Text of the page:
Institute to Grow Human Tissue and Organs May Bring Jobs to Manchester

Dec 22, 2016

Manchester Millyard and the Merrimack
Credit PSNH / Flikr

The Department of Defense has awarded 80 million dollars to fund a new Bio Research and Manufacturing Institute in Manchester. The institute will focus on bio-manufacturing tissue and organs, particularly for those in the armed services, and plans to establish New Hampshire as a hub for scientific innovation.

The coalition running this institute includes DEKA Research & Development Corporation, Dartmouth-Hitchcock, and the University of New Hampshire.

UNH will lead the national education and workforce development activities of the effort. For more on that we turn to Dean Mike Decelle of UNH’s Manchester campus.

The transcript has been edited for clarity. 

Let’s talk a little bit about the science of this first.  Are we really talking about growing human organs in a lab in Manchester?

Well, we’re talking about growing human tissues and/or organs in laboratories across the country, including in Manchester. So this is a nationwide effort that is comprised of a series of universities and commercial businesses, and the idea of Manchester is to be the organizer, convener, and headquarters for this virtual institute.

That sounds like a big deal for Manchester in terms of job. Is that true?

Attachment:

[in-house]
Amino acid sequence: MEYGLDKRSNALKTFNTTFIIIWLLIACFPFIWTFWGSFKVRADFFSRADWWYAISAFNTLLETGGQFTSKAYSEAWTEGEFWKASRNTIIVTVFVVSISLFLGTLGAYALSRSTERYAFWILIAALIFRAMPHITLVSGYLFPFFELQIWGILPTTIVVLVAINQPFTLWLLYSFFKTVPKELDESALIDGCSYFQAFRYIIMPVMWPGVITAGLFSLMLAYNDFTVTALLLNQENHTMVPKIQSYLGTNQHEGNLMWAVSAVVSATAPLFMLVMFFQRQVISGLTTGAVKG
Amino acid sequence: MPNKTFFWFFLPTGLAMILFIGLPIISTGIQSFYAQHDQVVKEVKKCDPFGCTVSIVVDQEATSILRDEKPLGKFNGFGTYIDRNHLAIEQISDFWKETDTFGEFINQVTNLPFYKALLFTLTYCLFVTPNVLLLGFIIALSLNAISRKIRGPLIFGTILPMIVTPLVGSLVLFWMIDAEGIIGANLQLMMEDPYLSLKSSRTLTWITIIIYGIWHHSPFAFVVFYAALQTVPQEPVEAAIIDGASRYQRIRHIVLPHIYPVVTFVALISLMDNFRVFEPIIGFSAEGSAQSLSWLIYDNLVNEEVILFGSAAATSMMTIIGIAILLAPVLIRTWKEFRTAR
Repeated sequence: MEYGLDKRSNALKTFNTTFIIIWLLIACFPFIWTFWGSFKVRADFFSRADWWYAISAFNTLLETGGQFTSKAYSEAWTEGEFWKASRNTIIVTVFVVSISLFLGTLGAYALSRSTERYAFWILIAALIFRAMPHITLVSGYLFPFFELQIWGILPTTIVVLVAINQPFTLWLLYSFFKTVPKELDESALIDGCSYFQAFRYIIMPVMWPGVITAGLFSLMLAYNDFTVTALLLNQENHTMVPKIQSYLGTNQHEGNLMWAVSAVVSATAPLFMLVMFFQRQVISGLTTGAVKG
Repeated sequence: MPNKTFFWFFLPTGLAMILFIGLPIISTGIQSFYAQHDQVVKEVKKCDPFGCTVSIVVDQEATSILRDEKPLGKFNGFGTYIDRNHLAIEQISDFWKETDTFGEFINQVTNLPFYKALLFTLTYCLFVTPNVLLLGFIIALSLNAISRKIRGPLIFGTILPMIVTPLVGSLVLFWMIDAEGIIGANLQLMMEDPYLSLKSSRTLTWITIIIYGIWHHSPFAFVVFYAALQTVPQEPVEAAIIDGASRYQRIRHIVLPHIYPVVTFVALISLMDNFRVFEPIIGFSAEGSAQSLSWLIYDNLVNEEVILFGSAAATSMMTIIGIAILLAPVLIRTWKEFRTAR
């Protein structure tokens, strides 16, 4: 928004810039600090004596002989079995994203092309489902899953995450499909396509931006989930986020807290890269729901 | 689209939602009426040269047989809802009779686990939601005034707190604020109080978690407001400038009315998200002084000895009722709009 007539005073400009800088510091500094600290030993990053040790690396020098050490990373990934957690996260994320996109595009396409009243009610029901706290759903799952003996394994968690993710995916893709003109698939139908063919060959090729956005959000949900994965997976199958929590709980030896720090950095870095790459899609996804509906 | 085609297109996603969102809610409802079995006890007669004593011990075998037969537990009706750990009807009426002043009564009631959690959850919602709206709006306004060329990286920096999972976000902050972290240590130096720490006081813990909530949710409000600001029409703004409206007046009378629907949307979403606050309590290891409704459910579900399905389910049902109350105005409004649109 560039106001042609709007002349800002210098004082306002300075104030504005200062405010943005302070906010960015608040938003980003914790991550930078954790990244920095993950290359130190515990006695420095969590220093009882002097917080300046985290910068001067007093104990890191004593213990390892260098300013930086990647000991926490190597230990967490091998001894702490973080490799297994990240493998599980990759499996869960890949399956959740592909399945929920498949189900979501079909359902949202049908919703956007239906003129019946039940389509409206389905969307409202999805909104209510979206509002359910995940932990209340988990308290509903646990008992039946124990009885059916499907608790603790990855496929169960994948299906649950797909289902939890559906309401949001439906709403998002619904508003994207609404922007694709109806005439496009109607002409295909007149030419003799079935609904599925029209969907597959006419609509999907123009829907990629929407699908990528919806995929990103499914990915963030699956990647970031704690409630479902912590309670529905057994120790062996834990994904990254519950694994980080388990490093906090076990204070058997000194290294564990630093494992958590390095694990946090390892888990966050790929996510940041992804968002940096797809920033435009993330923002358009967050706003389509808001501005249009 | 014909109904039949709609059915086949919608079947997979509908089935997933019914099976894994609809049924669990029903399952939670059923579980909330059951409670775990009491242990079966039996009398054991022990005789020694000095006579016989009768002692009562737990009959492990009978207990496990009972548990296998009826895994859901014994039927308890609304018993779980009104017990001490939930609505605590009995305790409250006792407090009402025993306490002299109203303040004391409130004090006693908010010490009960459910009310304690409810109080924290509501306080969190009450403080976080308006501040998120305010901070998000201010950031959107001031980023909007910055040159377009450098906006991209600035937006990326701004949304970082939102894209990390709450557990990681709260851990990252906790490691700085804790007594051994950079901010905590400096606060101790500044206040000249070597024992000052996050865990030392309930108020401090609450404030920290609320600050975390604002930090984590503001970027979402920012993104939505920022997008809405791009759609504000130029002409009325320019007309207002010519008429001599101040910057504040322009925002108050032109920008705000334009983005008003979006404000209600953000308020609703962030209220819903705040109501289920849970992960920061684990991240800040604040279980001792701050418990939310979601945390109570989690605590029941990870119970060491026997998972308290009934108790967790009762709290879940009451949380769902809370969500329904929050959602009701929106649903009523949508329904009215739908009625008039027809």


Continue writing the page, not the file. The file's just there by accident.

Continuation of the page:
I think it has the great potential to be that. I think it has the potential to be the home of a lot of manufacturing activity as the technology that the institute will be developing matures from, in some cases, a very early stage to a commercial phase.

Are you able to put a number in terms of that job potential?

Being the dean of the college, it’s a little bit hard for me to make predictions about jobs in the town. I think Dean Kamen, who was really the spearhead and leader of the group that ended up winning the bid, I think he’s indicated that we’re looking at perhaps around 100 within the next year or so, and beyond that it will really be a function of what tissues and organs look promising, and how quickly they come to market.

And UNH will lead the National Education and Workforce Development Activities of this effort. What exactly will that consist of?

Well, the idea is that in order to have a strong, vibrant, and successful tissue bio-fabrication industry, you’re going to need workers at all levels to staff and run that type of operation. So you need factory line workers. They’ll be different than the factory line workers that you see in other industries here in the U.S., but we will need to train factory workers to work on a bio-fabrication line rather than, say, going back 150 years to a textile line here in Manchester. By the same token, we’ll need higher level employees to develop manufacturing processes – the machines and equipment that will do the fabrication – and beyond that, the graduate and post graduate workers to advance the science and technology.

So whatever potential there happens to be might be good for workers at all levels, workers who need basic training and also those who have advance degrees?